Bird Report March 2014

Paying a visit to Newark Bay to do a beached birds report I was faced with an apparently empty beach, but how wrong can you be as a closer look quickly revealed plenty of activity. Heading over the water were 60 Lapwing - a nice sighting of these handsome birds. I was soon aware of a Skylark singing from one of the fields and, looking seawards again, two Greater Black-backed Gulls were taking a dip. In the distance I could see 25 Oystercatchers on the beach near the slip. Making my way further along I came across 2 Hooded Crows poking amongst the tangles and almost missed the few Rock Pipits which were well camouflaged pecking around. Unusually, there was a lone Turnstone at the water's edge. I disturbed a Pied Wagtail which flew off towards the sea. Following its path I noticed several Common Gulls on the water also 5 Long-tailed Ducks. Heading back along the path there were 2 Greylag Geese in Russell's field.

Signs of spring are now obvious - bonny Celandines are starting to flower; we have Frogspawn in the garden pond; the grass is growing.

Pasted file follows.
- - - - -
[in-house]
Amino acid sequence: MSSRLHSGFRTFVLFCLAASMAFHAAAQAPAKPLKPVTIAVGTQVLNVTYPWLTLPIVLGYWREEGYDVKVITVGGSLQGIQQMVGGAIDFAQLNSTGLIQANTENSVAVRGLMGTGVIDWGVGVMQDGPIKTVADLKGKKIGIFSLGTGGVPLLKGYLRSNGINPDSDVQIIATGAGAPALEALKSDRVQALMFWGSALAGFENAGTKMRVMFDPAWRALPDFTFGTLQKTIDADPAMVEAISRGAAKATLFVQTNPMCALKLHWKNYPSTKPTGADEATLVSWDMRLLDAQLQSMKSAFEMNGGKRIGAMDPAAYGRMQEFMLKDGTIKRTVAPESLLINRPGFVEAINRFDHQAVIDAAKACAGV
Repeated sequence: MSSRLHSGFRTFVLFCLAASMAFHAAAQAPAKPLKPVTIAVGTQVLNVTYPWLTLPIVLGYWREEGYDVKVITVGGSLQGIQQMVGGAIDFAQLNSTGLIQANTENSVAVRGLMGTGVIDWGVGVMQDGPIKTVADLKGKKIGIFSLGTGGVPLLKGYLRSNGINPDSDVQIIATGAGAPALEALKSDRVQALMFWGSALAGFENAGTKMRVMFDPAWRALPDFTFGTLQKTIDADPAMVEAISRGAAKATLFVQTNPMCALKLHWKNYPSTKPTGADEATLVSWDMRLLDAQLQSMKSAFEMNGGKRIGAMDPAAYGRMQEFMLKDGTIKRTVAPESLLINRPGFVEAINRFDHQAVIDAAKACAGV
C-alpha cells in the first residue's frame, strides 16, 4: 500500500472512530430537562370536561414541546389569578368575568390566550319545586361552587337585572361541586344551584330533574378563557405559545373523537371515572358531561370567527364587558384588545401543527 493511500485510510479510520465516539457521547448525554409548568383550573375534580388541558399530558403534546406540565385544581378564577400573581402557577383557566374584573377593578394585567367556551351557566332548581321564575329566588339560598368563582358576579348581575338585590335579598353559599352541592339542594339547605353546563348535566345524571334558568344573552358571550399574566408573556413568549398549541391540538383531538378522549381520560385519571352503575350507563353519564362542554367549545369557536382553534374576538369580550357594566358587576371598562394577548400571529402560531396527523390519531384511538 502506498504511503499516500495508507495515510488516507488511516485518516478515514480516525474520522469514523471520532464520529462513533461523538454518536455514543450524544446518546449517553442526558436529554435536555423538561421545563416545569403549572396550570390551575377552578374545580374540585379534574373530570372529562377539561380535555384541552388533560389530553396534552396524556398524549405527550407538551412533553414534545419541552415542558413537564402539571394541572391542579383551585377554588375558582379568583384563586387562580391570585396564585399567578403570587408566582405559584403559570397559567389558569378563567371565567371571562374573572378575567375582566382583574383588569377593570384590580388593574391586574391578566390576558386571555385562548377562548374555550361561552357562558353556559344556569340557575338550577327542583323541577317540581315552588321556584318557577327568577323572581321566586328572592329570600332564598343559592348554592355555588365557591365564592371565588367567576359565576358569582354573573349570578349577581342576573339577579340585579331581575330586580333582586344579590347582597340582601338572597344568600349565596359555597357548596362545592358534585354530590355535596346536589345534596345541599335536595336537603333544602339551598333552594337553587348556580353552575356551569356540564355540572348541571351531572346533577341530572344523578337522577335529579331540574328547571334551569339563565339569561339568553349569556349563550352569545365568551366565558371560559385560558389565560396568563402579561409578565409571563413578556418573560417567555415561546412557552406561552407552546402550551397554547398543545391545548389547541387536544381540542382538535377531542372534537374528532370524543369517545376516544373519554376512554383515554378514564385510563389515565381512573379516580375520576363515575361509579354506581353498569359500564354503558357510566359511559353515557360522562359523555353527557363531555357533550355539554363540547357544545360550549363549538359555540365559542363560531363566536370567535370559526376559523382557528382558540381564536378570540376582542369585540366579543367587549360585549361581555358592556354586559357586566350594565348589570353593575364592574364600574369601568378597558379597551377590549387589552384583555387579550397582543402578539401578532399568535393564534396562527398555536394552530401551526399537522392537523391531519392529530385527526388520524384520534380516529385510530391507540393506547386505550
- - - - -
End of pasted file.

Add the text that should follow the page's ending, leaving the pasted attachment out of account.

Many birds will be busy making nests (in fact Ravens will already be feeding young). I noticed one of our resident Starlings carrying nesting material (photo of Starling nest by Pauline Wilson) and the Greenfinches are now resplendent in breeding plumage.

I have heard my first Skylark of the year here at Sunnybank; a Robin and a Songthrush have been present for a few days; a few early Pied Wagtails are now to be seen.

Other sightings from around the parish include a Merlin which was making its presence felt; 500 Golden Plovers were reported on the mud at St. Peter's Pool; there are still plenty of Greylag Geese in the fields - a notable flock near Grind was present for a few days and I saw several in a field while I was heading down to Sandside. I suspect we'll be seeing these birds for a couple of weeks yet.

In spite of the improving temperatures, garden birds will still be happy to visit feeders so please continue to put out peanuts, seed, apples to help them through the busy breeding season.


Starling nest